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Blackhawks confirm ‘rebuilding’ plan they’ve been working on for 3 seasons

This doesn’t seem all that surprising, really.

Chicago Blackhawks v Vancouver Canucks

For anyone who’s been paying attention, none of this should be new.

On Tuesday afternoon, multiple media outlets released interviews with Blackhawks general manager Stan Bowman, detailing an alleged “rebuild” the Blackhawks are now embarking.

Here are some comments from Bowman, as reported by ESPN’s Emily Kaplan:

“But what I don’t want it to mean is we’re trying to tear this team apart and trying to bring in a whole new group of players in the next year and a half,” Bowman told ESPN in a wide-ranging interview on Monday. “But we do need to rebuild the depth of our team. We don’t have enough players, top to bottom, to compete with the top teams. We’ve got a lot of good players, we’ve got a pretty good start on the makings of a good team, but we still have a ways to go yet, and I accept that.

Portions of the above and below quotes were bolded for emphasis by Second City Hockey.

“We’re committed to developing young players and rebuilding our roster,” the letter read. “We want more than another window to win; we want to reach the summit again, and stay there — an effort that will require a stockpile of emerging talent to complement our top players.”

This is not how a rebuild works, folks.

Part of this comes down to a semantics debate. It’s been said several times at this website and on our podcasts that, as long as Jonathan Toews, Patrick Kane and Duncan Keith are around, the Blackhawks are NOT in a rebuild and any suggestions to the contrary are incorrect. And as long as Bowman isn’t committing to moving those players, the Blackhawks are NOT rebuilding.

A true sports rebuild is what the Cubs did in the early 2010s and the White Sox did in the mid-2010s, when any piece of potential value was shipped out for picks and/or prospects.

The White Sox traded a perennial Cy Young candidate in Chris Sale. The Blackhawks haven’t traded Kane. Ergo, this isn’t a rebuild.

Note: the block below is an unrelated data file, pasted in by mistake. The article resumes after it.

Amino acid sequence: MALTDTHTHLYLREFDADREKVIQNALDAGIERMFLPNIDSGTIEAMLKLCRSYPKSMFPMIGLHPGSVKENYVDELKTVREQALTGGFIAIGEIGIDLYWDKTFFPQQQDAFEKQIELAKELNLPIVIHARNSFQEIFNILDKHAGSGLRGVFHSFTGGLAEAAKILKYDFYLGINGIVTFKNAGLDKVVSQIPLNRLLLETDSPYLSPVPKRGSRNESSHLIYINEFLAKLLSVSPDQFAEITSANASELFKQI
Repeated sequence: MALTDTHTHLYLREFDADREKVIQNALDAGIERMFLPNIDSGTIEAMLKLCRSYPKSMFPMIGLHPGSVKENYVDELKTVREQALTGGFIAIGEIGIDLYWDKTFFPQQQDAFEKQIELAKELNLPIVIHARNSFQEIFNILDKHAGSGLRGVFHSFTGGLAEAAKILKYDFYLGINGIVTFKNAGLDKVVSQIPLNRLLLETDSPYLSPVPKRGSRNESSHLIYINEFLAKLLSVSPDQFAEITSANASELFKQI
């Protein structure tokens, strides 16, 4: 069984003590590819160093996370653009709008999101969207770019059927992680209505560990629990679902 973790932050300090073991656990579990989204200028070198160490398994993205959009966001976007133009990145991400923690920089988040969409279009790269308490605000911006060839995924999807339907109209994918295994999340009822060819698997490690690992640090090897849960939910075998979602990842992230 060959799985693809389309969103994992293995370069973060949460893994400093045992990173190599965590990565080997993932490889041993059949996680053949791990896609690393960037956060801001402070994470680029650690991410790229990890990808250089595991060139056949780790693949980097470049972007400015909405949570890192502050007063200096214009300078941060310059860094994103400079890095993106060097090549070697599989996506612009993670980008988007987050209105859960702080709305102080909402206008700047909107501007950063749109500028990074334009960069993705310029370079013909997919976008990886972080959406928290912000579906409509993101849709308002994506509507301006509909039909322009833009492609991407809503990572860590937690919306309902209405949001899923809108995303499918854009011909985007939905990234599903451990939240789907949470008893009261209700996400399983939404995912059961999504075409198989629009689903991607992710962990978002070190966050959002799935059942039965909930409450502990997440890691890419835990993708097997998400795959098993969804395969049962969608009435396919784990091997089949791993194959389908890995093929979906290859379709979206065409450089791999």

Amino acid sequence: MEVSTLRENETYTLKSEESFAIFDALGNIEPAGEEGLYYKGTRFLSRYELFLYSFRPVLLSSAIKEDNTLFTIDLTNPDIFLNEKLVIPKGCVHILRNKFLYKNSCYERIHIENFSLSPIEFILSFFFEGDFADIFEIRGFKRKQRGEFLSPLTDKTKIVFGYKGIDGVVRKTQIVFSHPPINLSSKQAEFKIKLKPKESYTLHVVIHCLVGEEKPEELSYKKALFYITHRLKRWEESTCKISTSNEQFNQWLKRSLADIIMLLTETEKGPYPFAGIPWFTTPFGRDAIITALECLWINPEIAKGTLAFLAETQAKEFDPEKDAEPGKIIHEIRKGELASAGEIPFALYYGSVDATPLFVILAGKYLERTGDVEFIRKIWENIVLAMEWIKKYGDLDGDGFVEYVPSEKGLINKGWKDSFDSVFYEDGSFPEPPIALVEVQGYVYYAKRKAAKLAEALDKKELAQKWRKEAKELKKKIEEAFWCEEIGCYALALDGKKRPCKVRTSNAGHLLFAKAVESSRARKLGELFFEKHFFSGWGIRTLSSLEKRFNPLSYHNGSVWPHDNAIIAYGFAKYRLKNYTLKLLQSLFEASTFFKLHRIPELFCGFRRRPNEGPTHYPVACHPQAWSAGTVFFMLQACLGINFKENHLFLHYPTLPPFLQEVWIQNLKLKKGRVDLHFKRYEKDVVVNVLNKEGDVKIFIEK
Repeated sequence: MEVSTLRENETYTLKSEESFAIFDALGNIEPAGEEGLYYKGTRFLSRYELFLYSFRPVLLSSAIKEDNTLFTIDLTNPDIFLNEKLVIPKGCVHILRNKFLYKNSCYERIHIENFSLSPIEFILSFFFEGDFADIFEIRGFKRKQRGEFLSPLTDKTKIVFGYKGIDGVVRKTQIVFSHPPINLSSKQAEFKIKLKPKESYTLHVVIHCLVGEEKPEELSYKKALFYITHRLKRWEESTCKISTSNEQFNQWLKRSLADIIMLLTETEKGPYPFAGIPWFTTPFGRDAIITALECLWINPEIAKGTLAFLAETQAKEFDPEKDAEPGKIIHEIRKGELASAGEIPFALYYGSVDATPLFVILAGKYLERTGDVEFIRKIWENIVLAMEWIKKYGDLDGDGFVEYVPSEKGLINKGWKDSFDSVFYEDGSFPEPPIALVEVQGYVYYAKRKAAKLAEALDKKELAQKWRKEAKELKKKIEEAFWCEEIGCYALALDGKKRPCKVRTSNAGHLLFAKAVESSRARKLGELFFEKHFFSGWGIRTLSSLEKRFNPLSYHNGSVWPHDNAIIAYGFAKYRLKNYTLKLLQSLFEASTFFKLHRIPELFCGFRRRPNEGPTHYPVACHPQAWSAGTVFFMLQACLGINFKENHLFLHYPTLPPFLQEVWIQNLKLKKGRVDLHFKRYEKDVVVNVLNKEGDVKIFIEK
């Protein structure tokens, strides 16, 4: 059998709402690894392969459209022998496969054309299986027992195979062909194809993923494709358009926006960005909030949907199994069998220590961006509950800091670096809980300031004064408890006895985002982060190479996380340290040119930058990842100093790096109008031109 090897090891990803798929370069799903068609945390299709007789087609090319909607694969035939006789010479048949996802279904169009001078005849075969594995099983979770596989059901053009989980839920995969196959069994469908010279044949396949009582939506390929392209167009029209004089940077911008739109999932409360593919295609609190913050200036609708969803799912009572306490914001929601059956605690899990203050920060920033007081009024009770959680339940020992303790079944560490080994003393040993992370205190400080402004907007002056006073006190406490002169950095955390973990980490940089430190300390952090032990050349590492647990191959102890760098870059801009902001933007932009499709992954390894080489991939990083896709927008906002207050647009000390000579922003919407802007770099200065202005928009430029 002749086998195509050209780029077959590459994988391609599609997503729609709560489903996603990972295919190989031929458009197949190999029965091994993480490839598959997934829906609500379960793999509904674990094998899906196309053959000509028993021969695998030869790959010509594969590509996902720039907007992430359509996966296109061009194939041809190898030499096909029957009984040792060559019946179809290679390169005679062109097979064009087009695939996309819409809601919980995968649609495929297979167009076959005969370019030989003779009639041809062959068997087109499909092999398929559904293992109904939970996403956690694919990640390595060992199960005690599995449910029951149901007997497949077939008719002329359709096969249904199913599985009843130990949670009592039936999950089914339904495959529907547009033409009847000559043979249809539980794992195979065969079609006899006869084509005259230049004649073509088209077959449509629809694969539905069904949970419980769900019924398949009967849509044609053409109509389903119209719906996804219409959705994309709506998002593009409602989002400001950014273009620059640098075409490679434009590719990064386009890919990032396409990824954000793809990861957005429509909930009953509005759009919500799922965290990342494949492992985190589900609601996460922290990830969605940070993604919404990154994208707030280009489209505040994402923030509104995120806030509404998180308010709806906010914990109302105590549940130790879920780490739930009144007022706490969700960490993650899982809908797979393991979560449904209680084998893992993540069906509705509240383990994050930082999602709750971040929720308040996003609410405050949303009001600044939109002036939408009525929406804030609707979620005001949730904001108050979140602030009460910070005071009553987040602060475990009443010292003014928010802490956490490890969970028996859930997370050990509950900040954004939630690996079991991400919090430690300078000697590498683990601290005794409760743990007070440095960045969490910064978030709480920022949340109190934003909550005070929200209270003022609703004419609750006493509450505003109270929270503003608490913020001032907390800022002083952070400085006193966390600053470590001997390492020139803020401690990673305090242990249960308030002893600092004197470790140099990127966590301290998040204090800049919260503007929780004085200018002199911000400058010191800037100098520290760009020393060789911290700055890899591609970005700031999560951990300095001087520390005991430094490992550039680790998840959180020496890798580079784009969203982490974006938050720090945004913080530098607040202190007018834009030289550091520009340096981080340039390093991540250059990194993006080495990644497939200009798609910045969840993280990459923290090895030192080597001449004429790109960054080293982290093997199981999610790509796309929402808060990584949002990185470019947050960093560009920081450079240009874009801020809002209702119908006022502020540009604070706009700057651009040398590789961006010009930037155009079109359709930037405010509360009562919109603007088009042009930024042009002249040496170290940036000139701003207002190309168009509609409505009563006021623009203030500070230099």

Bowman’s comments seem to confirm what’s appeared to be the Blackhawks plan since the 2017-18 season was lost when Corey Crawford was sidelined by injuries.

The Blackhawks’ plan, roughly, is stocking up on as many young prospects as they can in a short window and fast-tracking them to the NHL. Those developments are being expedited because the clock is ticking on the remaining years of Kane and Toews in top-six roles, with the latter being of more importance than the former because there is no replacement for Kane in the Blackhawks organization. The hope is this young talent meshes with talented veterans in a short enough window to assemble a team that can be a Cup contender before Father Time comes calling for Toews and Kane’s ability to be top-six forwards.

If there’s one position on the ice where the term “rebuild” would apply for the present, it’s at goaltender. Letting 35-year-old Crawford walk this month means the No. 1 spot will go to either Malcolm Subban (26), Collin Delia (26) or Kevin Lankinen (25). But that’s the only position where a full youth movement is ongoing.

The other thing this Bowman media tour appears to be doing is lowering expectations for the 2021 season because the Blackhawks will likely be a subpar team at best. This past season, Chicago was propped up by the excellent goaltending duo of Robin Lehner and Crawford. Despite their Herculean efforts, the Blackhawks were 23rd in the NHL standings after an abbreviated regular season. Removing the security blanket that was Lehner and Crawford without many signs of improvement from the current roster suggests an unpleasant season is in store for Chicago.

Whether or not it’s the right plan can be debated ad nauseam — and has been for more than two years now. But the plan doesn’t appear to have changed that much, if at all.

They’re just saying it out loud now.